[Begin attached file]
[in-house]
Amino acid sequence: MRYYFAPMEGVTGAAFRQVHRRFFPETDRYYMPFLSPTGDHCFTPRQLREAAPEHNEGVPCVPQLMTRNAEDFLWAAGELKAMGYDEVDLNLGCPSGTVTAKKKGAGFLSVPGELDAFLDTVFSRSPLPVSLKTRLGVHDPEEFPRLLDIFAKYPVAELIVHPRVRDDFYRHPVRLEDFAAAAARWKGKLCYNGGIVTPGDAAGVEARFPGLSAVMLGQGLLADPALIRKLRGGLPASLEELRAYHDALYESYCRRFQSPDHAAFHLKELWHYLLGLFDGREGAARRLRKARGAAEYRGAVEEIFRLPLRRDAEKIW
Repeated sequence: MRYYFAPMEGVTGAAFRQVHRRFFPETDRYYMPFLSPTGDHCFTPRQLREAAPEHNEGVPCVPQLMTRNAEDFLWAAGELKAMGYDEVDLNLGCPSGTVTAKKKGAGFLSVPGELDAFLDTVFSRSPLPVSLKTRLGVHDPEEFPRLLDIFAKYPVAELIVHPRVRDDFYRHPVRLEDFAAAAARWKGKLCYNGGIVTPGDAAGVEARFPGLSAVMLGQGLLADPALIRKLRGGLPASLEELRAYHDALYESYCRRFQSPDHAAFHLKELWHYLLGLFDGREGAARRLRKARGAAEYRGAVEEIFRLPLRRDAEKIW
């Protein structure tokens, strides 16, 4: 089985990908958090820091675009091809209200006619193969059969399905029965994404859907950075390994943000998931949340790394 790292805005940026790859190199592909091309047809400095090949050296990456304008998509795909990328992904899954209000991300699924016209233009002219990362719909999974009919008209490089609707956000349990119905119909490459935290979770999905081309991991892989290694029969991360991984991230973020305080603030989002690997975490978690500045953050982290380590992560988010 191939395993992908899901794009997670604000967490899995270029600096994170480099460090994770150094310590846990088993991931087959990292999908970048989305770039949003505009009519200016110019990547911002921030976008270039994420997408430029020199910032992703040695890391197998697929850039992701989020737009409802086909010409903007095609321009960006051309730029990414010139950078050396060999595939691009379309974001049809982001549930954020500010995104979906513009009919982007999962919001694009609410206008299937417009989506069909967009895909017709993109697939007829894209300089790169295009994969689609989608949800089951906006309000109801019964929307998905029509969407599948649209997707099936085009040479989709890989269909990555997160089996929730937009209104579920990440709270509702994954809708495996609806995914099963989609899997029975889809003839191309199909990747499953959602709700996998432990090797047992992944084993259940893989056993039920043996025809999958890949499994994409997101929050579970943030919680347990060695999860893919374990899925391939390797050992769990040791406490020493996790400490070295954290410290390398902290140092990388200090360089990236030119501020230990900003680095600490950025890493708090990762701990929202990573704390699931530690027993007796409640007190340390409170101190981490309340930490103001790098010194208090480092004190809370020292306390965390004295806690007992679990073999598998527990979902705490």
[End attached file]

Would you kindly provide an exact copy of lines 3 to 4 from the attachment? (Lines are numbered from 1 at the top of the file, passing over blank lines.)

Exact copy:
Repeated sequence: MRYYFAPMEGVTGAAFRQVHRRFFPETDRYYMPFLSPTGDHCFTPRQLREAAPEHNEGVPCVPQLMTRNAEDFLWAAGELKAMGYDEVDLNLGCPSGTVTAKKKGAGFLSVPGELDAFLDTVFSRSPLPVSLKTRLGVHDPEEFPRLLDIFAKYPVAELIVHPRVRDDFYRHPVRLEDFAAAAARWKGKLCYNGGIVTPGDAAGVEARFPGLSAVMLGQGLLADPALIRKLRGGLPASLEELRAYHDALYESYCRRFQSPDHAAFHLKELWHYLLGLFDGREGAARRLRKARGAAEYRGAVEEIFRLPLRRDAEKIW
């Protein structure tokens, strides 16, 4: 089985990908958090820091675009091809209200006619193969059969399905029965994404859907950075390994943000998931949340790394 790292805005940026790859190199592909091309047809400095090949050296990456304008998509795909990328992904899954209000991300699924016209233009002219990362719909999974009919008209490089609707956000349990119905119909490459935290979770999905081309991991892989290694029969991360991984991230973020305080603030989002690997975490978690500045953050982290380590992560988010 191939395993992908899901794009997670604000967490899995270029600096994170480099460090994770150094310590846990088993991931087959990292999908970048989305770039949003505009009519200016110019990547911002921030976008270039994420997408430029020199910032992703040695890391197998697929850039992701989020737009409802086909010409903007095609321009960006051309730029990414010139950078050396060999595939691009379309974001049809982001549930954020500010995104979906513009009919982007999962919001694009609410206008299937417009989506069909967009895909017709993109697939007829894209300089790169295009994969689609989608949800089951906006309000109801019964929307998905029509969407599948649209997707099936085009040479989709890989269909990555997160089996929730937009209104579920990440709270509702994954809708495996609806995914099963989609899997029975889809003839191309199909990747499953959602709700996998432990090797047992992944084993259940893989056993039920043996025809999958890949499994994409997101929050579970943030919680347990060695999860893919374990899925391939390797050992769990040791406490020493996790400490070295954290410290390398902290140092990388200090360089990236030119501020230990900003680095600490950025890493708090990762701990929202990573704390699931530690027993007796409640007190340390409170101190981490309340930490103001790098010194208090480092004190809370020292306390965390004295806690007992679990073999598998527990979902705490």